She might have said it wasn't what she'd expected -- except she hadn't known what to expect. The room wasn't really that small, but the assortment of equipment shelved, sitting on workbenches, or standing directly on the floor if they were big enough seemed to fill it.
And then there was the shipping pallet off to one side threatening to take up the rest of the floor. Its burden was mostly wrapped in tough plastic, but something had sliced through part of the top and one side, the resulting gap having then been pulled wide. Inside it was mostly filled with bolts of cloth in an assortment of colors and patterns. She pulled one out. The cloth was a deep, rich green and shimmered slightly in the light as she turned it.
The door opened and she turned to look. A small, robot-like device – one of Tess' small ‘remotes’ as Captain Foster had called one – with a box on top wheeled in quickly, slid the box onto a shelf under one of the benches, and then whizzed back out.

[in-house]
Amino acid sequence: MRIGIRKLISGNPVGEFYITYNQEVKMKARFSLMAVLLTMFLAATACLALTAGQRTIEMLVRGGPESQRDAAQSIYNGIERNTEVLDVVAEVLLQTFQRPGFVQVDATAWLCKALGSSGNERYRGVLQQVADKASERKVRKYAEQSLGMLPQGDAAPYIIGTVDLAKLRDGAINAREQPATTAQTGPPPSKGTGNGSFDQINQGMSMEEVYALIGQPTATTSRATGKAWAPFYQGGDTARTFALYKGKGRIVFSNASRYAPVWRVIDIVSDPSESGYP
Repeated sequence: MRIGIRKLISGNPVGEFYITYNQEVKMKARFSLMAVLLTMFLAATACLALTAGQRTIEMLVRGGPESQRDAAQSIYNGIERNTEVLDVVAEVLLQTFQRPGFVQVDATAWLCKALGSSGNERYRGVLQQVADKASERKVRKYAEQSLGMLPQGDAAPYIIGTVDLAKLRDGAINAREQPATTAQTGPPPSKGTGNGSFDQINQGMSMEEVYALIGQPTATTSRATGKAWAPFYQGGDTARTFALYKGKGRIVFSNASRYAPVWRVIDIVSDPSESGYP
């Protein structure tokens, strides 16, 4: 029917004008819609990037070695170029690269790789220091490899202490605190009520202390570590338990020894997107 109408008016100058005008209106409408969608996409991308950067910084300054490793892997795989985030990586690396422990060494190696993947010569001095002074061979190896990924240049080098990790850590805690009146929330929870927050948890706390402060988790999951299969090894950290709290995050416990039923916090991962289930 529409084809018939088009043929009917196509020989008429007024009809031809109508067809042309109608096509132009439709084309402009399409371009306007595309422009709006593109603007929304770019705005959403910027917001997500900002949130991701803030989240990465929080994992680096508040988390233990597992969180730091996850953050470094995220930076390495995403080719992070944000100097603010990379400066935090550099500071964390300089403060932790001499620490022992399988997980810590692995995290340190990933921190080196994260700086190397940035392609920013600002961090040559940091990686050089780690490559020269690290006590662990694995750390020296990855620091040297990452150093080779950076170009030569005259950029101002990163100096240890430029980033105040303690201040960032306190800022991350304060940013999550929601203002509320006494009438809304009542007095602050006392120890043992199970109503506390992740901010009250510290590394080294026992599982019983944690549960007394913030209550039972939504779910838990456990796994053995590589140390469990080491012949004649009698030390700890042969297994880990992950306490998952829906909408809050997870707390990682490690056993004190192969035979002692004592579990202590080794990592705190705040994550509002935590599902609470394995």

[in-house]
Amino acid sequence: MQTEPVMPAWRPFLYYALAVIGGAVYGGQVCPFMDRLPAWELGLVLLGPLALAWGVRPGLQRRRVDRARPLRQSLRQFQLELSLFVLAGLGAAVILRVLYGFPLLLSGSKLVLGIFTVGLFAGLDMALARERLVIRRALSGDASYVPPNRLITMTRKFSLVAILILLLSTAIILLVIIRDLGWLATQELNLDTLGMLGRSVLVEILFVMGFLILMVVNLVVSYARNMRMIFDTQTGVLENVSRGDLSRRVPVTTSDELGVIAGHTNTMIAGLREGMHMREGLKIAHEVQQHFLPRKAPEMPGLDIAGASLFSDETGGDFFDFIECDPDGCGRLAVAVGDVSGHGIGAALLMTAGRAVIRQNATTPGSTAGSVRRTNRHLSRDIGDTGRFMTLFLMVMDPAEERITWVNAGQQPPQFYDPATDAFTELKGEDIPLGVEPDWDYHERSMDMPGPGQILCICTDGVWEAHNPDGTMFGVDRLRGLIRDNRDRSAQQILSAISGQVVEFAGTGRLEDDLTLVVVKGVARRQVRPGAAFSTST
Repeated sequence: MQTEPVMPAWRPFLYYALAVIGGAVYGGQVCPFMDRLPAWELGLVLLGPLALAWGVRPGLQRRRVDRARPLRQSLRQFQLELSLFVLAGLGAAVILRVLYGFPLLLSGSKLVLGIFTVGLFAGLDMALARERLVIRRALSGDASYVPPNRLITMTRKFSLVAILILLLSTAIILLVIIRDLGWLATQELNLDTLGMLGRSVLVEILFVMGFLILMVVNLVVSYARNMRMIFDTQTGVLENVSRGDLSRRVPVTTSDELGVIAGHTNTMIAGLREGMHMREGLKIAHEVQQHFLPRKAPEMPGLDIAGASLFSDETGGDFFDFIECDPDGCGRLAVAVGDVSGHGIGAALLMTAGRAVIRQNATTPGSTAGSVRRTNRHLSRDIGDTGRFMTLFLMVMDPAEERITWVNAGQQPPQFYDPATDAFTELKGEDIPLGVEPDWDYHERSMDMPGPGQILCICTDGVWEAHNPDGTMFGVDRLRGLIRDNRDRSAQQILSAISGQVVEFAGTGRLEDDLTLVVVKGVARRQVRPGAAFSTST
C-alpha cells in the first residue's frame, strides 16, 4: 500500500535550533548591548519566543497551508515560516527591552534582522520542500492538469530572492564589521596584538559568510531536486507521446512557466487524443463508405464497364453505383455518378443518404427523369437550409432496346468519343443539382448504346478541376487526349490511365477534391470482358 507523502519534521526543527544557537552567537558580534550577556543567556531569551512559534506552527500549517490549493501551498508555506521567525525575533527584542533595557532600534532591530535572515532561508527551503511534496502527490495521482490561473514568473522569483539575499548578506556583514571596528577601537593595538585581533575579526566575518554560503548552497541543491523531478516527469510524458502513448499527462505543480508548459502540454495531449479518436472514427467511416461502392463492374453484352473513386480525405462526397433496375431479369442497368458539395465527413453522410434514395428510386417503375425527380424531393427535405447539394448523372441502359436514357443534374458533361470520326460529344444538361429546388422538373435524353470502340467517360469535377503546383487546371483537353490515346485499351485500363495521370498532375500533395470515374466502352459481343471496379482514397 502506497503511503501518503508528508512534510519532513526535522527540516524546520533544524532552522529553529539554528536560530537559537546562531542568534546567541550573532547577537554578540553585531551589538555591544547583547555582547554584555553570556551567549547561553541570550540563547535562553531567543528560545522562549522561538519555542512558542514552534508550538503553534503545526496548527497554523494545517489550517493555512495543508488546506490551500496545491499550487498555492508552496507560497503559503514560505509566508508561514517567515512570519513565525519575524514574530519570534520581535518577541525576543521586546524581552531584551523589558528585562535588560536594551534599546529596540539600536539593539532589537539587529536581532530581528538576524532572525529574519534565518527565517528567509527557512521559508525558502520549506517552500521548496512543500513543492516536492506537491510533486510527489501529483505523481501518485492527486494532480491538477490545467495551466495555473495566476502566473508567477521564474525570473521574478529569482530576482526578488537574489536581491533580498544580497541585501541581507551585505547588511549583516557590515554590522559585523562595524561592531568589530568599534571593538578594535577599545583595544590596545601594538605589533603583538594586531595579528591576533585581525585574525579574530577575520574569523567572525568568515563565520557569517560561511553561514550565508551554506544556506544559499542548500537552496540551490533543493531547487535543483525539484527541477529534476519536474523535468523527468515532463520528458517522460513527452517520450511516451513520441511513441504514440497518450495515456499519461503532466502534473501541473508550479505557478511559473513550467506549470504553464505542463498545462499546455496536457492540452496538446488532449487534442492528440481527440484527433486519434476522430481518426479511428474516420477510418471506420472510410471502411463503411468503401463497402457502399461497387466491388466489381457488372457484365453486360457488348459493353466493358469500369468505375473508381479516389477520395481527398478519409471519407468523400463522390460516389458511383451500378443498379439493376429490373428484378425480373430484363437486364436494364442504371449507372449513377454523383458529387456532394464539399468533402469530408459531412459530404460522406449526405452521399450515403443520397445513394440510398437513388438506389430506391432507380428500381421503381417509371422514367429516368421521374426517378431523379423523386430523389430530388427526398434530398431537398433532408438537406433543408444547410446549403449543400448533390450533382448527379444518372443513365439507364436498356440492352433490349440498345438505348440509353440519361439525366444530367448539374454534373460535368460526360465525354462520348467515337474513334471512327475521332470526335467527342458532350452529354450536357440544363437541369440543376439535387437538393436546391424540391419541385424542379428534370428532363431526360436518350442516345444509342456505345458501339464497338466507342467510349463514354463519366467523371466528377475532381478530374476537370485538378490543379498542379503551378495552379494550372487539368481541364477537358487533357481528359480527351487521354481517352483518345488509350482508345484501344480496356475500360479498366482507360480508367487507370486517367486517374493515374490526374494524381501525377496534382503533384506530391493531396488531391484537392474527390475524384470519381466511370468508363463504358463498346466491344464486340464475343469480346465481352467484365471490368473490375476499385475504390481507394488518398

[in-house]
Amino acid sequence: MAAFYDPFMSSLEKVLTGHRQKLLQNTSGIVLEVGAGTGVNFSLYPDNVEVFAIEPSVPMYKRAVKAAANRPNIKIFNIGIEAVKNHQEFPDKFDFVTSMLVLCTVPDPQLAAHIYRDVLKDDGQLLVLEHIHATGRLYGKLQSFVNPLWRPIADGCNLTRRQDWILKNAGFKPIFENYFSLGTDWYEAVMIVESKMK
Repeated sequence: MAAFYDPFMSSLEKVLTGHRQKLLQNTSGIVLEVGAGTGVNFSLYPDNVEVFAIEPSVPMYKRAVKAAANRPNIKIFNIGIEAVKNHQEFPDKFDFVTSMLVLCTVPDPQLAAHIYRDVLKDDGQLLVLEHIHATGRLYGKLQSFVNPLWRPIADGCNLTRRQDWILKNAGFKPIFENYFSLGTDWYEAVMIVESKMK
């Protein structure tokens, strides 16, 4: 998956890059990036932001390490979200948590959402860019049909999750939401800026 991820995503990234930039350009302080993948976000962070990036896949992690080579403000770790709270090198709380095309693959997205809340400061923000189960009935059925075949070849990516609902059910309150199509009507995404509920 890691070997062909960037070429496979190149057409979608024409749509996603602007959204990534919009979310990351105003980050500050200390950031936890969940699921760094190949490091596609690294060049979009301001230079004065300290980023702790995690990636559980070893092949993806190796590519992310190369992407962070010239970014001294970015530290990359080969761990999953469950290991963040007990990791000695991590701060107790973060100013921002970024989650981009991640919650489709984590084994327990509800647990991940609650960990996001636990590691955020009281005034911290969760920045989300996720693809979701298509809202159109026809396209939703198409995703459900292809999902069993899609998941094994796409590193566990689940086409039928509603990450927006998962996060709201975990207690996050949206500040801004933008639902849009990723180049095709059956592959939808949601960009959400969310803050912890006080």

But the door hadn't closed. Nightsky was standing there, looking at her and the room.
“Um... Hi, Nightsky,” she said.
“Hi.” The chakat stepped into the room, and the door closed quietly behind her. “What's all this?”
“Some sort of workshop, I think. The captain said if we wanted a change of clothes, we'd have to make them. There's supposed to be a sewing machine in here somewhere.”
“That's one,” said Nightsky, pointing to the top of the bench where the remote had delivered the box. Shi then indicated one of the floor units. “That's a fabric welder, and the one with the cover looks like a platform cutter.”
“You can sew?”
“Sure. What, you thought I bought all my stuff?”
“You do know where the sales are.”